Psychology of the ”Gladiator Effect” and Women's Lacrosse

Psychology and Injury Prevention

Posted Aug 03, 2017

Laura Miele, PhD
Source: Laura Miele, PhD

Today, while reviewing my student’s comments regarding the use of helmets in Women’s Lacrosse for a course I teach at Ohio University, “Performance and Conditioning for Coaches,” something caught my attention.  There is an ongoing debate on the use of helmets and the possibility of it creating a “Gladiator Effect,” meaning that it would create a more belligerent athlete. I found this quite interesting being that Lacrosse in general is a high contact sport and the idea of the use of helmets is primarily due to ball to head, or stick to head, contact.  The concern is that with the use of helmets, these athletes would become more aggressive and in turn incur more head to head contact. The psychology around this amazes me, because the debate is whether or not helmets should be worn. As the rules stand now, female lacrosse athletes have a choice.  I cannot understand how, in this day and age, we are more aware of concussion and traumatic brain injuries (TBI) than ever before, yet we are more concerned with the fact that our girls will become too aggressive.  Why is there a choice with something that may in fact potentially reduce the occurrence a life threatening or brain altering injury? 

Abachuk & Johnson (2017) article, “Helmets in women’s lacrosse: what the evidence shows,” discusses how U.S. women’s lacrosse ranks only second to American football in the incidence rate of concussions.  So, where is the debate for the use of helmets?  The article further discusses the American Society for Testing and Materials (ASTM International) Standard F3137 as the first ever performance standard for women’s lacrosse headgear, “developed to reduce the impact of forces associated with stick and ball contact in women’s lacrosse.” This standard was created to assist in the reduction of potential head injuries in the game of Lacrosse.  But, the concern is that helmets would change the game.  Where is the concern for safety?   Safety is paramount in this situation.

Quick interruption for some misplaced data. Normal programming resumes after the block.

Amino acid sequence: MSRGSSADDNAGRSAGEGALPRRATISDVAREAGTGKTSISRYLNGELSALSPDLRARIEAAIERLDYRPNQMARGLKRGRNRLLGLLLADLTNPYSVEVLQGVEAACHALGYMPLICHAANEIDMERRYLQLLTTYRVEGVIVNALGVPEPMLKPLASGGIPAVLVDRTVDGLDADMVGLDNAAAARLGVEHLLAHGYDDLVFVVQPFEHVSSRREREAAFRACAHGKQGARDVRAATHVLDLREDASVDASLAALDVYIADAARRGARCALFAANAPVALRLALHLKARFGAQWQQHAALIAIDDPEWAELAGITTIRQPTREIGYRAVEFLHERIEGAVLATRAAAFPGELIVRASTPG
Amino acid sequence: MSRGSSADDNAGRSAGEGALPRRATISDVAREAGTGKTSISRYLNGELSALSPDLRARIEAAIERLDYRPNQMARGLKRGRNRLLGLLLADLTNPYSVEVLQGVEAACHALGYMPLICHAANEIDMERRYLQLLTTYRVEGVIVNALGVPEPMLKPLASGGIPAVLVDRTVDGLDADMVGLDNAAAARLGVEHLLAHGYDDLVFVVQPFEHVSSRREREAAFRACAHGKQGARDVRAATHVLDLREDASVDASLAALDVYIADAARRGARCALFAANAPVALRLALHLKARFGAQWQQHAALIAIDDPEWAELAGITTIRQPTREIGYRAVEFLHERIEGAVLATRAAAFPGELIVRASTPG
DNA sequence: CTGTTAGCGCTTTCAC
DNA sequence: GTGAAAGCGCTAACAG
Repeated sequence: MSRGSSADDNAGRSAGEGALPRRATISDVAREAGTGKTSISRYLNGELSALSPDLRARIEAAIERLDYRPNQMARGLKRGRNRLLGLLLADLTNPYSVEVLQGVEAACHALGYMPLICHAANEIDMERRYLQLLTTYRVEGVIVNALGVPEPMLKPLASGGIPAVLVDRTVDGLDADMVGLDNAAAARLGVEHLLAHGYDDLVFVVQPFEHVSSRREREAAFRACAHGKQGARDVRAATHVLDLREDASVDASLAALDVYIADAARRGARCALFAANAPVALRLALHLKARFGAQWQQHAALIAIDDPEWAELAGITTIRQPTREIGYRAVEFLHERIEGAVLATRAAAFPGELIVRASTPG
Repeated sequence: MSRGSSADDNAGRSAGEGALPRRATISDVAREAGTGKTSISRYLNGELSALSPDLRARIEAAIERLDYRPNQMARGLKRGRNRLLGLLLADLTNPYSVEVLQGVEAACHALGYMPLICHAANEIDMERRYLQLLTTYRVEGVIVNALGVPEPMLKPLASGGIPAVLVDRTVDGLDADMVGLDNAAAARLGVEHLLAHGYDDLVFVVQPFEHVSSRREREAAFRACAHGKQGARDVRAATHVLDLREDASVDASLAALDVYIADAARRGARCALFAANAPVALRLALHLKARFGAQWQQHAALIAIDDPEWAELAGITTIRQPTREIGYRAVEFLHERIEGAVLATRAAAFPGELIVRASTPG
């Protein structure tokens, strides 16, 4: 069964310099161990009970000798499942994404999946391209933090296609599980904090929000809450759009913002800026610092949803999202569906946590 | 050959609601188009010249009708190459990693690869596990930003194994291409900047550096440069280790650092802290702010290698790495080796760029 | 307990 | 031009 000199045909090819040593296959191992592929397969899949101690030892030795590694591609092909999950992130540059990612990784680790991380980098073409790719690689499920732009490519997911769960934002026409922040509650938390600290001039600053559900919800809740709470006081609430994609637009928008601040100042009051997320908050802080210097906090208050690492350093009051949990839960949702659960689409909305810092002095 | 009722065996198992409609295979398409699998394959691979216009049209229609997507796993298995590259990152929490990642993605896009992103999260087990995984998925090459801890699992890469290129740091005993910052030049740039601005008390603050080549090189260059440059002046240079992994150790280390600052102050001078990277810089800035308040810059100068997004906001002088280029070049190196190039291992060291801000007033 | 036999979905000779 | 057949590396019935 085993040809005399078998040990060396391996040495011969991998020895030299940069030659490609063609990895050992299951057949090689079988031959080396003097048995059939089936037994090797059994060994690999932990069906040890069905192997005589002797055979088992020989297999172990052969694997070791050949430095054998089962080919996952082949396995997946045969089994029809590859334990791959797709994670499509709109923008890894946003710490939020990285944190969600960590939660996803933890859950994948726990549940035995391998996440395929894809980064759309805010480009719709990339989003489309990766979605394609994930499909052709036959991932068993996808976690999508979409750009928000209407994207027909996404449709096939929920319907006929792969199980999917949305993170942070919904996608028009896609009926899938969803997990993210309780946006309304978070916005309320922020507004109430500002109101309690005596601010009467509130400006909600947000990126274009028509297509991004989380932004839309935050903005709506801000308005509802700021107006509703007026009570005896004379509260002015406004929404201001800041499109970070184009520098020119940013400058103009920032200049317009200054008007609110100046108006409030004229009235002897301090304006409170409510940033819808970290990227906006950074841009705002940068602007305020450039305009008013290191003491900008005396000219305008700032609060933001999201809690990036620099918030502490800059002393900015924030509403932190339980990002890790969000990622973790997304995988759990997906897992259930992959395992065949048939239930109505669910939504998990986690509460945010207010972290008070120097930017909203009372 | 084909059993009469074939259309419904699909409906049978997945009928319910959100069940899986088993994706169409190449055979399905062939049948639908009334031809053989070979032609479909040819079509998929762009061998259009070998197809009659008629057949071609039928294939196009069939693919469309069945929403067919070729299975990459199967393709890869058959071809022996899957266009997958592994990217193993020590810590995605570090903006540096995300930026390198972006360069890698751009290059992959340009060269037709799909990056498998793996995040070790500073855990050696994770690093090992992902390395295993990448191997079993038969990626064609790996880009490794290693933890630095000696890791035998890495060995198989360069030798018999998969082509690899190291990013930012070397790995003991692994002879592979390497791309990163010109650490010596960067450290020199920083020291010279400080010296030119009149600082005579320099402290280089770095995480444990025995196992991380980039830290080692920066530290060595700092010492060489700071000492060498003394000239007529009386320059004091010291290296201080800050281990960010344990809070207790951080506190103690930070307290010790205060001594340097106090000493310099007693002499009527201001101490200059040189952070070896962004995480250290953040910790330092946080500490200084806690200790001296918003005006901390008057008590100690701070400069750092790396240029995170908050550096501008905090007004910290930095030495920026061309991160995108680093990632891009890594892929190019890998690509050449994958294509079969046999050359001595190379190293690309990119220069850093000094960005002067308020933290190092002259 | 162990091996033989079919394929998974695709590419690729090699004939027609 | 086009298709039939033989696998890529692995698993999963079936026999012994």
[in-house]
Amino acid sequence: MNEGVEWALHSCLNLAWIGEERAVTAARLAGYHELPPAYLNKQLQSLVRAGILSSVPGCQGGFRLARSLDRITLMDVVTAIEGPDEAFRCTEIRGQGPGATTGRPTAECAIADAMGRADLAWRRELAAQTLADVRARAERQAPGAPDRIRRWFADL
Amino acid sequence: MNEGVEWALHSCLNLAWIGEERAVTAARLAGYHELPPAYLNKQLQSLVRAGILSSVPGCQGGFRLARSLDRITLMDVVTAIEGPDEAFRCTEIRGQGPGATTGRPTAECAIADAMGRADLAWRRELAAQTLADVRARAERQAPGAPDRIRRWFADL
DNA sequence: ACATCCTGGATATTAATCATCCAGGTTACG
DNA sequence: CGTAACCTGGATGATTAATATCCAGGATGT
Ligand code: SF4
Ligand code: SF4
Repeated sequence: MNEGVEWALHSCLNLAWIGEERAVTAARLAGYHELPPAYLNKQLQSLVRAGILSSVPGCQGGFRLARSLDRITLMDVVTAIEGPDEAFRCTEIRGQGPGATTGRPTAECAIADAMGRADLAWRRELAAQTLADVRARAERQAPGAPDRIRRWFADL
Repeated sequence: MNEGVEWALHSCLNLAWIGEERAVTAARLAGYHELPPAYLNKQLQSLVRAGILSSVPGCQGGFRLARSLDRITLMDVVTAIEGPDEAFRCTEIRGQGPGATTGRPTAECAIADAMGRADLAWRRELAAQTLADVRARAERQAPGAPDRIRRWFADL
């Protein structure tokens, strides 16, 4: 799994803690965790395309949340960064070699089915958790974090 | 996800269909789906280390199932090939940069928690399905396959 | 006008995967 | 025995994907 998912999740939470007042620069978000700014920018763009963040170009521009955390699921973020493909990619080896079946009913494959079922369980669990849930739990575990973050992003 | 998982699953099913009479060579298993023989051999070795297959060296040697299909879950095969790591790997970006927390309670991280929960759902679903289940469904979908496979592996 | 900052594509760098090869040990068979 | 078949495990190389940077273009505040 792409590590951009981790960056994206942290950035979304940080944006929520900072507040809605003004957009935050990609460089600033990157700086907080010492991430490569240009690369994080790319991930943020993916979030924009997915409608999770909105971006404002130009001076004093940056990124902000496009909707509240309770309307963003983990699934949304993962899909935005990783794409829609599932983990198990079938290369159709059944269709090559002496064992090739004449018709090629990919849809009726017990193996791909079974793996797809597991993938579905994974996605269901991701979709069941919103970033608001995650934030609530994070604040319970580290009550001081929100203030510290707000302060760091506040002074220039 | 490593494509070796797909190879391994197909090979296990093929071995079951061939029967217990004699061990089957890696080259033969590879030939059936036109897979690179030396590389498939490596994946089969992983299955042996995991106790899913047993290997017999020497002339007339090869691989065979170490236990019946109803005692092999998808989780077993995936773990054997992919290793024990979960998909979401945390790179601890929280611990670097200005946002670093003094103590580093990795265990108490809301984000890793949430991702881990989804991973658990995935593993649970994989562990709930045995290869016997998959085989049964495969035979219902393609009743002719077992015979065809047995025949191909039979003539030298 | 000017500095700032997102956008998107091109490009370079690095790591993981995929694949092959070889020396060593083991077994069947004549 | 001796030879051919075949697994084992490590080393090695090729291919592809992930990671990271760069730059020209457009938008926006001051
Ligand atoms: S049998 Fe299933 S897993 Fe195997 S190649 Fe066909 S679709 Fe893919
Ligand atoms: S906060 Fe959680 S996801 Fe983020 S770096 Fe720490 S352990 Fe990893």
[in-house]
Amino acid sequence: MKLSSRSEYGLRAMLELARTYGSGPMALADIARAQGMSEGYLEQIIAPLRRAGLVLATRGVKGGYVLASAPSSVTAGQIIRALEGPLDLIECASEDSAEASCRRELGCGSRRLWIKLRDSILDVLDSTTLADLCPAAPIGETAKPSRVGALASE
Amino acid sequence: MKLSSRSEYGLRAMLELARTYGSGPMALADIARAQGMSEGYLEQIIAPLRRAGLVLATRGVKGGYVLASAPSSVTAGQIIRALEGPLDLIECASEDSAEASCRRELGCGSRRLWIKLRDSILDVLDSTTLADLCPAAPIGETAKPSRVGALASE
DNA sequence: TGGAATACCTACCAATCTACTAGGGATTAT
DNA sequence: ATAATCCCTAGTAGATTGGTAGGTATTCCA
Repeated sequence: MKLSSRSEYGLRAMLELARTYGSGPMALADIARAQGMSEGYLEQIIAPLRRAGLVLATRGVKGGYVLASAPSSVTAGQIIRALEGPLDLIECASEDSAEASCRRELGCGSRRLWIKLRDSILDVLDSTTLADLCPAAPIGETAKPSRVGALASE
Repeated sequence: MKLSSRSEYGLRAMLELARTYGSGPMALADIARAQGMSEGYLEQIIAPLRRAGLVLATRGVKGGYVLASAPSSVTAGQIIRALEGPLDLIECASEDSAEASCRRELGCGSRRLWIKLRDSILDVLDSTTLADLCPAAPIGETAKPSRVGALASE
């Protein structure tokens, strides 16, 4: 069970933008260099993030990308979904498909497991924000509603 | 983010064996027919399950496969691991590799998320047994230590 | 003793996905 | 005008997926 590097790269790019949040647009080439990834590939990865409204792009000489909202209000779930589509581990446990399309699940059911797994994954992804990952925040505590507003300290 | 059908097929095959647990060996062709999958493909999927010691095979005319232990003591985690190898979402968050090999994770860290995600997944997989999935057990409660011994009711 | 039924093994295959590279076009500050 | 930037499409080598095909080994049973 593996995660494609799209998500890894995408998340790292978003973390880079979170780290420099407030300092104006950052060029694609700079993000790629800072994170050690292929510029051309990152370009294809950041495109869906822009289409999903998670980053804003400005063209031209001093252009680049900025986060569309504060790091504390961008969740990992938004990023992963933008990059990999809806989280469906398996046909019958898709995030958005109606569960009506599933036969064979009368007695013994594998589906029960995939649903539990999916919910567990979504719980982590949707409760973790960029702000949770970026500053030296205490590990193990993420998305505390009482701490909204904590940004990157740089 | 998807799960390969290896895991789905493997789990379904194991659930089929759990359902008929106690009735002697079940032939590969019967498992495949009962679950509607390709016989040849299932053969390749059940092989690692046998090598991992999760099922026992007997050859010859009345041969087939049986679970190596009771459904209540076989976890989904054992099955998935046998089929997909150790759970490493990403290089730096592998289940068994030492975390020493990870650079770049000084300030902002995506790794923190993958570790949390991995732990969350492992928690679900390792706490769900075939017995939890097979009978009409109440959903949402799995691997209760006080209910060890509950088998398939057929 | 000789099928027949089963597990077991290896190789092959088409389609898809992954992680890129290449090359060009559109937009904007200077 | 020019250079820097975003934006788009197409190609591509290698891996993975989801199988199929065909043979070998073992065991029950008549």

Abachuk and Johnson (2017) create an excellent argument in terms of cost-benefit risk analysis. Due to the aggressive nature within certain sports, head injury is a serious risk.  Regardless, if the psychology is that the use of helmets in women's lacrosse would make these athletes more aggressive, it is important to convey that there are still risks within the sport of lacrosse.  This has already been demonstrated through the research and injury surveillance.  

What if the psychological premise “Gladiator Effect” is incorrect?  Do we not mandate a safe practice due to a concept? Subsequently, once an athlete incurs a serious injury and/or a TBI, there are more psychological issues that they will have to contend with.  Unless the “Gladiator effect” is a proven concept, nothing should halt a standard for helmet use or any other method of injury prevention. In fact, psychologically, athletes may feel safer using helmets and they may even become better players. 


Abchuk, R. & Johnson, B. (2017). Helmets in women's lacrosse: what the evidence shows. Concussion, 2(2).

American Society for Testing and Materials International (ASTM) F3137 - 15  Standard Specification for Headgear Used in Women’s Lacrosse (excluding Goalkeepers)